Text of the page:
AND NOW, BEFORE MOST of L.A.’s TV population flits off to Manhattan, a few words from Brandon Tartikoff:
Tartikoff, for newbie executives who were in high school or college when he died in 1997, was a larger-than-life personality — an outspoken showman who wasn’t always right during his 10-year stint overseeing NBC Entertainment but who had a helluva good time doing it. He reveled as much in his failures (“Manimal,” anyone?) as successes, not for nothing titling his autobiography “The Last Great Ride.”
Brandon loved theorizing about TV, so it’s no surprise that several of his observations survive him. One is particularly germane as networks prepare to unveil their fall primetime schedules next week.
“Every show,” he suggested near the end of his NBC run, “should be somebody’s favorite show.”
If that made sense then, it’s been magnified twentyfold by shifts in the TV business, where the onetime formula of “least objectionable programming” no longer seems like a viable strategy. Indeed, today’s series (or “content,” for those who insist on sounding like MBAs) increasingly break down into big, valuable franchises for which people avidly hunger — must-see, must-record, must-buy, must-whatever — and the near-worthless filler around them.
The same distinction holds for features, which for the next few months, anyway, can be divided into summer blockbusters an audience feels compelled to rush out and see and those they’ll skip and maybe rent. Granted, consumers ante up in both instances, but their ardor defines the difference between “Gotta go now” and “Whenever I’ve got nothing better to do.”
IN TELEVISION, NOTHING EXEMPLIFIES the “must-see” mindset better than ABC’s “Lost,” which despite a ratings decline vs. “American Idol” continues to engender inordinate passion among its devotees.
Last week, for example, colleagues spontaneously convened around my desk discussing the May 3 episode. “Didn’t see it coming,” “Terrible idea,” “Should have killed someone else,” “Jarring” — you name it. There it was: an honest-to-God exercise in old-fashioned water-cooler television lacking only, as it turned out, a water cooler.
Somehow, it’s hard to envision a similar exchange occurring over that night’s installment of “Freddie.”
The “Lost” express is such that ABC sister Disney division Hyperion Books has released a tie-in novel, “Bad Twin,” which has been coyly featured within the series. Credited to fictional author Gary Troup (an anagram for “purgatory,” setting the Internet faithful buzzing), the book is littered with allusions to the program and alleged clues regarding its mysteries. Inasmuch as it reads like a conventional detective yarn, anybody fretting about these “revelations” — or poring over the mythical Hanso Foundation’s elaborate Web site — requires an emergency visit from the “Get a life” police.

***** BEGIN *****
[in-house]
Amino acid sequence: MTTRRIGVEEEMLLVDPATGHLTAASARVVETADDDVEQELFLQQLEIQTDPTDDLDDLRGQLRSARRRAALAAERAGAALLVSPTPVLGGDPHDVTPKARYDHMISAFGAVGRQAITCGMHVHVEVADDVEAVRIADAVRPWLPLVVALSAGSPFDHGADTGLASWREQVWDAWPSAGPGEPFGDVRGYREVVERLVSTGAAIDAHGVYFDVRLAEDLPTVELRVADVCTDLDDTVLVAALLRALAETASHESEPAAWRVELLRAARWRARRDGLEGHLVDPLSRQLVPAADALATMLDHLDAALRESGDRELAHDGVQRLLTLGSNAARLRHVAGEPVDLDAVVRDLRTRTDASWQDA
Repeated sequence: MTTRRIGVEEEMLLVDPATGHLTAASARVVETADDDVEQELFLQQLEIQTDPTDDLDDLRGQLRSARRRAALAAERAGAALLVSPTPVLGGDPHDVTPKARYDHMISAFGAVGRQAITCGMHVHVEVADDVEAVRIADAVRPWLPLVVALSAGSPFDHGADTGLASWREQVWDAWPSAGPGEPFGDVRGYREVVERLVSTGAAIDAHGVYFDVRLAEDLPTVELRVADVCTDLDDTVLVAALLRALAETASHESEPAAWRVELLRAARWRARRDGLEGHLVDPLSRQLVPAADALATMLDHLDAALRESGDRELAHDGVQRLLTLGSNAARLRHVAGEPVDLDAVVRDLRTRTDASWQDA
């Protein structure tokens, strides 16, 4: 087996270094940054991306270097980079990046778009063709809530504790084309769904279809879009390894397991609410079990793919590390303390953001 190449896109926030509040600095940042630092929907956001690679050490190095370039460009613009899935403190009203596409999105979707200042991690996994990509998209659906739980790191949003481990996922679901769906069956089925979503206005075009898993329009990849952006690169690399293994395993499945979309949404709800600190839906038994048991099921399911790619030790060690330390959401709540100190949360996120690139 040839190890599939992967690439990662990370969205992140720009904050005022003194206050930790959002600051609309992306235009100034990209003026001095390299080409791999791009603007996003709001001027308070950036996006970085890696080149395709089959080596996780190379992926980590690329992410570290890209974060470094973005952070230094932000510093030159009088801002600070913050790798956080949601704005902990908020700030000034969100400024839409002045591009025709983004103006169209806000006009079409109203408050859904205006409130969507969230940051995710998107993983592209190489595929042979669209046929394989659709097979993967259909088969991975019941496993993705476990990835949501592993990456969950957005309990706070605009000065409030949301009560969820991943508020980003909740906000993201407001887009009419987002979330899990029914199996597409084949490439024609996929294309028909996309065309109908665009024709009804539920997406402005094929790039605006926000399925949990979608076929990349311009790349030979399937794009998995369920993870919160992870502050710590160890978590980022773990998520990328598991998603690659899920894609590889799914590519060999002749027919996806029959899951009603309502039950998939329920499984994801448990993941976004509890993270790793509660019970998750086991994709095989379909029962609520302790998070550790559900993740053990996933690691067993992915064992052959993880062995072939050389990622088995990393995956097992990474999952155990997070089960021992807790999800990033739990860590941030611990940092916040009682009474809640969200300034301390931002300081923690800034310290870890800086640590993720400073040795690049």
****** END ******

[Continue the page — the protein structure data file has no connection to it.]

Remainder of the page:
Nevertheless, that represents the kind of loyalty that programs must engender to truly thrive in a zap-and-TiVo-happy world. As FX president John Landgraf recently noted, a show needn’t be a mass-appeal hit when core viewers are so eagerly engaged. “The highest end of quality in programming, with the possible exception of ‘The Sopranos,’ has really become niche programming,” he said.
OF COURSE, IN THE INTEREST of fairness and balance (although here I report, and I decide), Tartikoff didn’t anticipate the peculiarities of so-called reality TV. “Don’t get hung up on the concept,” he counseled development execs not long before his death, musing wryly, “Not many folks come home from work muttering to themselves, ‘I wish somebody would put on a good fire-station comedy.'”
True enough for sitcoms, but reality TV is all about concept, so much so that hitting upon the right iteration on a theme is more than half the battle, whereas the wrong premise — say, a boxing show such as “The Contender” — is doomed no matter how slickly it’s produced.
Perhaps that’s why many sentient beings, myself included, harbor disdain toward so much unscripted TV, because once the spitballing of ideas ends, often so does the creativity.
If nothing else, Tartikoff’s posthumous advice should add a layer of deliberation to the development process. In essence, it calls upon execs to ask a question before pulling the trigger on a series akin to one I proposed last fall — namely, “If I wasn’t getting paid to watch this, what would I pay to watch this?”
Or, to put it in simpler terms, “What would Brandon do?”